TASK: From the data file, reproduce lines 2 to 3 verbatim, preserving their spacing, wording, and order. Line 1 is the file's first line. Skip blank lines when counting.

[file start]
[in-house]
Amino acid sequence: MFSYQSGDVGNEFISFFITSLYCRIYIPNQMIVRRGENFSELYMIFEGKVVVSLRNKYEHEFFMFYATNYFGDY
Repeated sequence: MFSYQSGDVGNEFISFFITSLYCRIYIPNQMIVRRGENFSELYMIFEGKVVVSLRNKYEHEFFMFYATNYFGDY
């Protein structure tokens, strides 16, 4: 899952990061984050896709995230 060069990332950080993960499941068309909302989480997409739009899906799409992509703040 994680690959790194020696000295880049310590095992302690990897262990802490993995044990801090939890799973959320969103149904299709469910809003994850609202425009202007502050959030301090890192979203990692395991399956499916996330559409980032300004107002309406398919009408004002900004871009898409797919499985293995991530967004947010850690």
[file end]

Amino acid sequence: MFSYQSGDVGNEFISFFITSLYCRIYIPNQMIVRRGENFSELYMIFEGKVVVSLRNKYEHEFFMFYATNYFGDY
Repeated sequence: MFSYQSGDVGNEFISFFITSLYCRIYIPNQMIVRRGENFSELYMIFEGKVVVSLRNKYEHEFFMFYATNYFGDY